Last week, Bucs GM Jason Licht joined the “Schein on Sports” Sirius XM radio program. On the show, Licht was asked about last year’s defense and how it compared to the year prior. Of course, it’s difficult to compare the two years given how banged up the Bucs defense was in 2021.
“Well, we experienced a lot of injuries last year on defense,” Licht said. “Particularly in the back half [of the season]. And that really altered the way [defensive coordinator] Todd [Bowles] and the game plans had to be, playing with a lot of different players at corner. Really kind of hurt us initially. But to still finish the season at 13-4 is a credit to the job that Todd and his defensive staff did. And [head coach] Bruce [Arians] holding it together.”
It is no secret that Tampa Bay’s secondary suffered more than its’ fair share of injuries. Altogether, the unit lost a combined 42 games to injuries. 23 of those were to starters. With that many injuries, the team ended up deploying 12 different players in their secondary. These injuries made for 13 different combinations of players taking the three highest snap counts at corner.
How did this affect the Bucs’ coverage scheme? I dove into the data to find out.
First, it’s important to create a baseline. In 2020, the team had its’ starting five on the field for all but two games. During that season, the Bucs’ coverage scheme was in single-high coverage 51 percent of the time, with two-high looks 45 percent of the time. Bowles’ base coverage is Cover 3, and in 2020 he ran that coverage 31 percent of the time. Meanwhile, Bowles ran some form of man coverage 28 percent of the time. So that will be the baseline we will compare with the 2021 campaign.
Looking at the breakdown above, you will see that when Bowles had his No. 1 cornerback, Carlton Davis, he stuck to his 2020 strategy almost to a ‘T’. Bowles executed similar game plans when he had Jamel Dean in the lineup. With Sean Murphy-Bunting, Bowles leaned into his single-high, Cover 3 tendencies even more. And that’s where the crux of Todd Bowles’ defense seemed to lie last year. With Murphy-Bunting. Let’s look at the defense’s coverage splits with SMB and without.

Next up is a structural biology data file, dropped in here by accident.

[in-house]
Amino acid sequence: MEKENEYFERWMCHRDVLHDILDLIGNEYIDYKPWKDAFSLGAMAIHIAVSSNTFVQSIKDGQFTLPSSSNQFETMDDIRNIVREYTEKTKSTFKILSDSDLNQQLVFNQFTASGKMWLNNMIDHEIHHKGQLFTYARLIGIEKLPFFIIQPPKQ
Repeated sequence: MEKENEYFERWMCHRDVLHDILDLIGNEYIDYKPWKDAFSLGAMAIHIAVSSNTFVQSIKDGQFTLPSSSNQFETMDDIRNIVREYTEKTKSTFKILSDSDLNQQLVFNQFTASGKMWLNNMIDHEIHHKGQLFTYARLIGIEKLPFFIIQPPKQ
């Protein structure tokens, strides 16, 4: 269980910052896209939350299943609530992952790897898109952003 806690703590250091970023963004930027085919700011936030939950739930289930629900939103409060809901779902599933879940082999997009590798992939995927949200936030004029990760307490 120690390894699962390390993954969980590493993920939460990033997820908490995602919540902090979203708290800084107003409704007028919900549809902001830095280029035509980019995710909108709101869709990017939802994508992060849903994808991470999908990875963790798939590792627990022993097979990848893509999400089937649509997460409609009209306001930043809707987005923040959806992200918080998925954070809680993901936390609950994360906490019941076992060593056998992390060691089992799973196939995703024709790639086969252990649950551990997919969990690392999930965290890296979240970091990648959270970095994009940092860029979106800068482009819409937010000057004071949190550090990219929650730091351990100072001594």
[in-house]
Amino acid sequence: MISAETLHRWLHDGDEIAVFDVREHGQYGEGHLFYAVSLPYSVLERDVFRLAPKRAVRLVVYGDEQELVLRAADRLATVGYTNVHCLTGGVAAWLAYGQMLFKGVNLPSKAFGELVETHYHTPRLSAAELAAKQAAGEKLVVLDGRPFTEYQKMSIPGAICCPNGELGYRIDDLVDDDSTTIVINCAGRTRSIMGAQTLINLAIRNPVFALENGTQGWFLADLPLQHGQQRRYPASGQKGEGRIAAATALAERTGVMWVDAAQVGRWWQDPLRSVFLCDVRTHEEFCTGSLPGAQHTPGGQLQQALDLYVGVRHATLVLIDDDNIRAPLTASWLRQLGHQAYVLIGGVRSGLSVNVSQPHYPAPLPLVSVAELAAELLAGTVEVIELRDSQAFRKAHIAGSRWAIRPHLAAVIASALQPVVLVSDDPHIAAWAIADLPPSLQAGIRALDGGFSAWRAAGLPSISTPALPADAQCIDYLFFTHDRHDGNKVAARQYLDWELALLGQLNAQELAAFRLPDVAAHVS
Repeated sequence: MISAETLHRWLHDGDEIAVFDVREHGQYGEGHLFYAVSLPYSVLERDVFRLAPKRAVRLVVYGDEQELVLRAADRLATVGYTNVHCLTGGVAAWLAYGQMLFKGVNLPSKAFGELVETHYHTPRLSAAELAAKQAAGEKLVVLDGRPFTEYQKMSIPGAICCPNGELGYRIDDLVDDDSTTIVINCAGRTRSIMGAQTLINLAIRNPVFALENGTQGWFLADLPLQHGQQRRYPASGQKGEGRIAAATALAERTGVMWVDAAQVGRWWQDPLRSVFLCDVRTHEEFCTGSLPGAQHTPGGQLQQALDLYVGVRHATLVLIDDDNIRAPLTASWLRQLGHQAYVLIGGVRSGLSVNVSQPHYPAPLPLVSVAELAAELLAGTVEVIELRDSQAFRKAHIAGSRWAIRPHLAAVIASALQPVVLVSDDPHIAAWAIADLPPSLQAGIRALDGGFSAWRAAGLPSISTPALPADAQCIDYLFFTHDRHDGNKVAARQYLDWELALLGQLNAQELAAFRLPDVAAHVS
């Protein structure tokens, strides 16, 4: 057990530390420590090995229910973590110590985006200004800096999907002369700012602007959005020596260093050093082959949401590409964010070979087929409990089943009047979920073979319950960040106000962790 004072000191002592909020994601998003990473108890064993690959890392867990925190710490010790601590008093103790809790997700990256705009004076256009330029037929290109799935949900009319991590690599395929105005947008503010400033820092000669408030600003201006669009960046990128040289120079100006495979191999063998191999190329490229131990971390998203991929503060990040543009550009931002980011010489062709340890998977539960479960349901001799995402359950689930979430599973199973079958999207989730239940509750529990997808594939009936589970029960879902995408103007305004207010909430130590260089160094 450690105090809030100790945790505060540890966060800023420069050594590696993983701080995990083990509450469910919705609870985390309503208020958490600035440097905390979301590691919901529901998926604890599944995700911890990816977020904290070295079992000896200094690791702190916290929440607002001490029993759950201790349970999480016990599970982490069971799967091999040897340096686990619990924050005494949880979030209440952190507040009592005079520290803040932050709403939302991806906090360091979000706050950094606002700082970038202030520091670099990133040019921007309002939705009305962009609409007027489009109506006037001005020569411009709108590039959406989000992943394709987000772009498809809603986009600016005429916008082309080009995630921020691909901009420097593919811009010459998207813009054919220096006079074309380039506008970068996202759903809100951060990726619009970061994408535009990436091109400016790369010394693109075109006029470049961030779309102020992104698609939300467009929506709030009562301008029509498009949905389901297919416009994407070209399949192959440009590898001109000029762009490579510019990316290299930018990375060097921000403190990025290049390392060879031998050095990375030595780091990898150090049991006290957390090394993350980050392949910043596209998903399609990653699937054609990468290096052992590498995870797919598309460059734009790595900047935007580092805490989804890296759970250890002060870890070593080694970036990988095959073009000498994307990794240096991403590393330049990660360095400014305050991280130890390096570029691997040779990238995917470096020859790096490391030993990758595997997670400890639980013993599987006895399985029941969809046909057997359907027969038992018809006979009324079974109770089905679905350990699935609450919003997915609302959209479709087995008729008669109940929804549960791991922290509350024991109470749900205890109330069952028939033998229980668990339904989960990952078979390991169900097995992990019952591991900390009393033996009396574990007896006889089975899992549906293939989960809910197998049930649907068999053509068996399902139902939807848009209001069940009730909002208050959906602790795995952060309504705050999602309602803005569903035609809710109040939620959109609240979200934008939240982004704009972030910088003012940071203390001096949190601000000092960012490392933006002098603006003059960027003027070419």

The defense had its largest coverage splits related to Murphy-Bunting’s presence in the lineup.
Looking at the coverage rates over the course of the season you get the following line-graph (Orange denotes two-high looks, while Blue denotes single-high):
The team lost SMB early in Week 1. Immediately they started running more two-high looks. Now look at Week 12 and beyond (position 11 on the graph). Notice how the single-high looks spiked and two-high looks plummeted. I’ll give you one guess as to why that is. SMB returned to the lineup in Week 11. It looks like Bowles gave him one week to get his feet back under him and then they were off to the single-high races!
How does this relate to the team’s off-season strategy? The signing of Logan Ryan seems very interesting when looking through the prism of this coverage data. Ryan has been at his best when playing in the slot. Last year the team transitioned away from Ross Cockrell in the slot after SMB went down and moved toward Mike Edwards. With that transition came a seeming need to move away from Todd Bowles’ preferred coverage looks. Ryan’s signing provides the team with more depth at slot corner that will most likely allow the team to weather injuries without having to alter their game plans as much.
Per @PFF, here is how Logan Ryan has graded in the slot vs at free safety since 2019 season
Slot: 66.9 FS: 42.8
And here is how Ryan has graded in man coverage in the slot vs zone coverage in the slot since 2019 season
Overall, Bowles continued to operate Cover 3 as his primary defense, but adjusted his complimentary looks to the personnel available to him. Those alterations shouldn’t be as drastic in 2022, thanks to the addition of Ryan to the secondary.